What’s so terrible about Russia? Serious question.Among the things that unite President Trump and his cabinet picks is their propensity for lying. ProPublica recently offered a list of lies made by Trump nominees in confirmation hearings in Congress, mostly under oath. Environmental Protection Agency head Scott Pruitt lied when he claimed not to have used a private email account as Oklahoma attorney general (Vice President Mike Pence used one too, as governor of Indiana); Health and Human Services Secretary Tom Price lied about a suspect stock purchase; Treasury secretary Steven Mnuchin lied about his firm’s history of profiting from the housing crisis; Education Secretary Betsy DeVos lied that she was not involved in her family foundation, which has supported anti-LGBT causes and funded a variety of conservative think tanks and colleges, though tax filings show she has been its vice president for seventeen years. And, as we now know, Attorney General Jeff Sessions lied about contacts with the Russian ambassador.Lying to Congress is a criminal offense. But Pruitt was confirmed in a 52-46 vote, with two Democrats voting in favor; Price got confirmed 52-47; Mnuchin’s tally was 53-47; and even DeVos, whose utter lack of knowledge about public education led two Republicans to vote against her, squeaked through with a 50-50 vote broken by Vice President Pence. These affirming votes took place despite the fact that it was clear before the decision that the candidates had misled Congress—and despite the fact that each of them supports policies that are deeply threatening to large numbers of Americans.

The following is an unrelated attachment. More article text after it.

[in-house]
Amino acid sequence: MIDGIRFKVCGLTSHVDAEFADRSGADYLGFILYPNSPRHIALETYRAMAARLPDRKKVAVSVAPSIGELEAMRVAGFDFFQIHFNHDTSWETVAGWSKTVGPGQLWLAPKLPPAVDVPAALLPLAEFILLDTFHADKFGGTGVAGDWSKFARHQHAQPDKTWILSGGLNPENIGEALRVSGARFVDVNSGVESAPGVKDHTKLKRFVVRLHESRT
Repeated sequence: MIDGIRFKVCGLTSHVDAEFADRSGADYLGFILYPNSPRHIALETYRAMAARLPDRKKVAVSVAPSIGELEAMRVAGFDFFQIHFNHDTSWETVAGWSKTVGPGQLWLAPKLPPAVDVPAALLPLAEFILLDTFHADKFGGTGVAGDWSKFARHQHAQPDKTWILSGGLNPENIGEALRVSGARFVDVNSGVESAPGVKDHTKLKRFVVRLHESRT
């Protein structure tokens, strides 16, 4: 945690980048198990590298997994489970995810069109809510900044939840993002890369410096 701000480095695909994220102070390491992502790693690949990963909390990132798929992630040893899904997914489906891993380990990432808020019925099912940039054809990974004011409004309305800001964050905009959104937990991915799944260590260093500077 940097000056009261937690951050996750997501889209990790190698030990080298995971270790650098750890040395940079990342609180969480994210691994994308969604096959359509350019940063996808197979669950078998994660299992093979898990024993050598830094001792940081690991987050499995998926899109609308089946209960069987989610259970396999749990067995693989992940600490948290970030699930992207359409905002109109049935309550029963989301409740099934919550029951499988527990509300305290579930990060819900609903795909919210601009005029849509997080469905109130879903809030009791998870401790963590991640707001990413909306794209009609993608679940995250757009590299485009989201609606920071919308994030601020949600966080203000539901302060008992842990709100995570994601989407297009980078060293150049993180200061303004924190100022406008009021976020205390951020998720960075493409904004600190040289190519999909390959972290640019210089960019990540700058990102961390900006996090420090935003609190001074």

Russia: The Conspiracy Trap